Skip to main content
Environmental Management Assistance Program
877-ask-emap

Author: Jeremy

EPA Issues Final Reconsideration of the National Ambient Air Quality Standards for Particulate Matter (PM)

On February 7, 2024, the U.S. Environmental Protection Agency (EPA) introduced a final rule that tightens the National Ambient Air Quality Standards (NAAQS) for fine particle pollution, also known as PM2.5 or soot.

EPA is setting a new benchmark for the annual PM2.5 standard at 9.0 micrograms per cubic meter (μg/m3) based on the latest scientific findings regarding the health effects associated with particle pollution.

In simple terms, fine particles (PM2.5), measuring 2.5 micrometers or less in diameter, can come from various sources such as vehicles, smokestacks, fires, and reactions in the atmosphere from power plants and engines. Additionally, there are larger particles (PM10), with diameters ranging from 2.5 to 10 micrometers, originating from road dust, construction, industrial processes, and more.

EPA’s analysis of particle pollution involves research on air pollution controls, considering the cost, emissions changes, and other impacts. However, it’s important to note that the EPA recognizes certain limitations and uncertainties in their findings.

For instance, EPA faces challenges in accounting for regional or local variations in capital and annual cost components like energy, labor, or materials. Control efficiency estimates assume perfect installation and maintenance, not accounting for potential discrepancies in individual applications. The use of a uniform value for each control may lead to operational disparities, and reflecting the scale of control application variability for small area sources of emissions proves difficult.

As air quality standards evolve, there may be changes that impact your small operations. We recommend staying tuned for updates and, if needed, consider reaching out to the Environmental Management Assistance Program (EMAP) for guidance on navigating these changes.

At EMAP, we are committed to supporting small businesses in Pennsylvania through changes in environmental regulations and air quality issues. Please feel free to contact EMAP if you have any questions or need assistance in adapting to these evolving standards.

EPA’s Final Rule for Oil and Natural Gas Operations: Webinar Training for Small Business & Industry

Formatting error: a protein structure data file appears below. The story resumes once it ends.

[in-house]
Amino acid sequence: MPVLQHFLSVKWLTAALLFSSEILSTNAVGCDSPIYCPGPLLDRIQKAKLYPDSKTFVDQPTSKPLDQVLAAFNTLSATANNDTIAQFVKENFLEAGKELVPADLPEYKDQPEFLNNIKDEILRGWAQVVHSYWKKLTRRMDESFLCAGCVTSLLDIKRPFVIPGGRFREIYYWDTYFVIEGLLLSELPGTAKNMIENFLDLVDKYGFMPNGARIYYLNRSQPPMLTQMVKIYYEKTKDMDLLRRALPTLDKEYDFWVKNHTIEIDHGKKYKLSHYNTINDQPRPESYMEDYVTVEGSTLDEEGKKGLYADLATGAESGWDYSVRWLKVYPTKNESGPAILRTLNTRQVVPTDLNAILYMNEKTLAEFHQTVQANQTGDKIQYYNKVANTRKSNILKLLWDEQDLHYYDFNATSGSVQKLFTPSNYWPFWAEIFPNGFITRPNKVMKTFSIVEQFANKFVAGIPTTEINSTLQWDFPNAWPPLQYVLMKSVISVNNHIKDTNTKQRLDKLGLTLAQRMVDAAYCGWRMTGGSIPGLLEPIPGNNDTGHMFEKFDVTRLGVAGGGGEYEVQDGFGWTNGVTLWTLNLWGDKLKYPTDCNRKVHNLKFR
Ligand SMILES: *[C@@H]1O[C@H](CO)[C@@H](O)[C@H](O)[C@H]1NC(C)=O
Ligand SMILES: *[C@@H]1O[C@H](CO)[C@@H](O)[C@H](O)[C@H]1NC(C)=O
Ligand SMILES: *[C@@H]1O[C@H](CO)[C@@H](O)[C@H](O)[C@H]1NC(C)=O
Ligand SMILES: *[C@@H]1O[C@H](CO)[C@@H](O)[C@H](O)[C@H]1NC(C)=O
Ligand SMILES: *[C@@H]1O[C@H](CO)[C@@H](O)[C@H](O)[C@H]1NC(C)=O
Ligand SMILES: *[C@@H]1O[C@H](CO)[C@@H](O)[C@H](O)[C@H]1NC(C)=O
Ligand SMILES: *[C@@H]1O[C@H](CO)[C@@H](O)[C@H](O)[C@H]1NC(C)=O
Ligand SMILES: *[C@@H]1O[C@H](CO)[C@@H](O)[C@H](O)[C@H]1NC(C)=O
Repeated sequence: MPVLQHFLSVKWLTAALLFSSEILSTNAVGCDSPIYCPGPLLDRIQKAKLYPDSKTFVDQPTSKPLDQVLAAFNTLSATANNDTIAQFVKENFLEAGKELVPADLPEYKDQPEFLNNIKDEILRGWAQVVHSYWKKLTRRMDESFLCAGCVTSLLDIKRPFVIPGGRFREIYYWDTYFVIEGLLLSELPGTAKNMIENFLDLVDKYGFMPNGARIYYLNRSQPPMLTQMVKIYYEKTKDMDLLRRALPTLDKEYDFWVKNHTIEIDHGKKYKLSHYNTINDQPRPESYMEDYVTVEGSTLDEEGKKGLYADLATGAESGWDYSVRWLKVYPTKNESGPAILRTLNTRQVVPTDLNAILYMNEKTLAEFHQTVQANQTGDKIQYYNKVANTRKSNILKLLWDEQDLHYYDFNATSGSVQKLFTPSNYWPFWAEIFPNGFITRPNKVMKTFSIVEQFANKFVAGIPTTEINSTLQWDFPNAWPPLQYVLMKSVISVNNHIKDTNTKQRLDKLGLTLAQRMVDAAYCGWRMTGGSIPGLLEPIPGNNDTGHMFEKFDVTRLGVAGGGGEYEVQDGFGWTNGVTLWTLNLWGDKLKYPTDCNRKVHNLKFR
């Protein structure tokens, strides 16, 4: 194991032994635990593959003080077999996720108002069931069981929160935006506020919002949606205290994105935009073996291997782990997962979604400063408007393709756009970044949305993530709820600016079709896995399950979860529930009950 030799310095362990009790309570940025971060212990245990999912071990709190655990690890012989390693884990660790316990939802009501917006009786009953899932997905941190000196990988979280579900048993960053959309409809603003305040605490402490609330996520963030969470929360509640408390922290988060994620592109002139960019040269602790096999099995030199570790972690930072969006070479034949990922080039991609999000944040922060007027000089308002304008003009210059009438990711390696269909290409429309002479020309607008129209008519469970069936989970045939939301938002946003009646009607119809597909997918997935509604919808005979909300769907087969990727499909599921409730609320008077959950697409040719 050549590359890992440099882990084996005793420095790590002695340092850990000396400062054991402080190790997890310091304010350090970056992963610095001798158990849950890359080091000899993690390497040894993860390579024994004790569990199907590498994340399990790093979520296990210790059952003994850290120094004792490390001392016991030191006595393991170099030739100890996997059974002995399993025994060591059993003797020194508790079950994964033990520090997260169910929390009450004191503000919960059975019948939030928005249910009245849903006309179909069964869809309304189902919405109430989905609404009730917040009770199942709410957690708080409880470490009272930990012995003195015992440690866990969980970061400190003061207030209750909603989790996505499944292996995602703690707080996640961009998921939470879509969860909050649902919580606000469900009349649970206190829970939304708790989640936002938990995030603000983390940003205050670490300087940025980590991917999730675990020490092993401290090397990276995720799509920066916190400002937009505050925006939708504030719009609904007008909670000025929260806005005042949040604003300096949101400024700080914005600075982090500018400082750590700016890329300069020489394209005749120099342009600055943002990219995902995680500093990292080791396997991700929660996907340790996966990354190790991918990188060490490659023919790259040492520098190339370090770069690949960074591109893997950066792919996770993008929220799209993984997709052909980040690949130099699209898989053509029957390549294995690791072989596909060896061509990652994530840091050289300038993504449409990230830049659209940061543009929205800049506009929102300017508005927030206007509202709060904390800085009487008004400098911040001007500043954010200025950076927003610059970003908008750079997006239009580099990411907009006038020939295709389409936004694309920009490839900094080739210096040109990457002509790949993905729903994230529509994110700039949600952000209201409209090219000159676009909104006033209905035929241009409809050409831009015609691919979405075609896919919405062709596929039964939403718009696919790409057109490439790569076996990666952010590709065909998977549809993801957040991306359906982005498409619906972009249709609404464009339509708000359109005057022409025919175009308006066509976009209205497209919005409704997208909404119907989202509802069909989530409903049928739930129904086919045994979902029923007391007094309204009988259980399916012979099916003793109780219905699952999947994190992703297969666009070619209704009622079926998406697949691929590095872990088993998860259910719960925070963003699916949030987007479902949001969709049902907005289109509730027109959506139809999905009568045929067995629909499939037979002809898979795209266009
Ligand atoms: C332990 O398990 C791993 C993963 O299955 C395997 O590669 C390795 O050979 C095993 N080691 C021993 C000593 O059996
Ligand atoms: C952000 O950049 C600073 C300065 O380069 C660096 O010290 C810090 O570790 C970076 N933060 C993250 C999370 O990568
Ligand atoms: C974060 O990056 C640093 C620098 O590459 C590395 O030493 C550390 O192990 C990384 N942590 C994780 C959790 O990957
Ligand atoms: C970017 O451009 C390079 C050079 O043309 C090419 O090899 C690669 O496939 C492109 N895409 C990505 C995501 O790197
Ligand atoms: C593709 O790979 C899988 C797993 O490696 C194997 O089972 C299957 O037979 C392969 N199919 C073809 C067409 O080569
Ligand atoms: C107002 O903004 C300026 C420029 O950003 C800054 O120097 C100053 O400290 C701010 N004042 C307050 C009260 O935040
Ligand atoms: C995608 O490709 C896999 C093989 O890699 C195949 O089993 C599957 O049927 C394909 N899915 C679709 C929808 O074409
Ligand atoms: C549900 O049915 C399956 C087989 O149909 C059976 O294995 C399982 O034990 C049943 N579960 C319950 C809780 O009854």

On December 2, 2023, the U.S. Environmental Protection Agency (EPA) announced a final rule that will sharply reduce methane and other harmful air pollutants from the oil and natural gas industry, including from hundreds of thousands of existing sources nationwide. EPA is hosting several webinars on different aspects of the final rule.

All webinars are free and open to the public; however, they will be focused providing information for specific audiences including communities/environmental justice stakeholders, Tribes, and small businesses. These events will be held using Zoom, and a toll-free call-in number will be available.

To learn more about this rule and the training, please visit this link:  https://www.epa.gov/controlling-air-pollution-oil-and-natural-gas-operations/epas-final-rule-oil-and-natural-gas.

Overview Training Webinars – February 27-29, 2024

These webinars will provide overviews of the final rule. Note: all times are listed in Eastern time. Please adjust for your time zone as needed. Registration is required.:
  • Tuesday, Feb. 27, 2024: 2:30 to 5 p.m. for small business and industryRegister here 
  • Wednesday, Feb. 28, 2024: 2:30 to 5 p.m. for Tribes and Tribal environmental professionals. Register here
  • Thursday, Feb. 29, 2024: 6:00 to 8:30 p.m. for communities. Register here

DEP Suspends Enforcement of Initial Annual Reports for Oil and Gas Operators in PA

In a recent announcement in the Pennsylvania Bulletin posted on January 27, 2024, the Pennsylvania Department of Environmental Protection (DEP) declared the suspension of enforcement for the initial annual reports under 25 Pa. Code §§ 129.130(k)(1) and 129.140(k)(1), which pertain to recordkeeping and reporting for conventional and unconventional oil and natural gas sources.

The initial annual report submissions for owners and operators of conventional oil and natural gas sources, due on December 2, 2023, covered the time period from December 2, 2022, through December 31, 2022. Similarly, for owners and operators of unconventional oil and natural gas sources, the deadline was December 10, 2023, addressing the time period from December 10, 2022, through December 31, 2022.

DEP has decided to suspend enforcement of the initial annual report submissions until June 1, 2024, the deadline for the second report, which will encompass the entire 2023 calendar year.

It is crucial for oil and gas operators in Pennsylvania to note that while the Department is exercising enforcement discretion, this does not exempt them from the potential of legal challenges by third parties under 25 Pa. Code §§ 129.130(k)(1) and 129.140(k)(1). DEP aims to provide flexibility to operators during this period, but compliance with regulations remains important.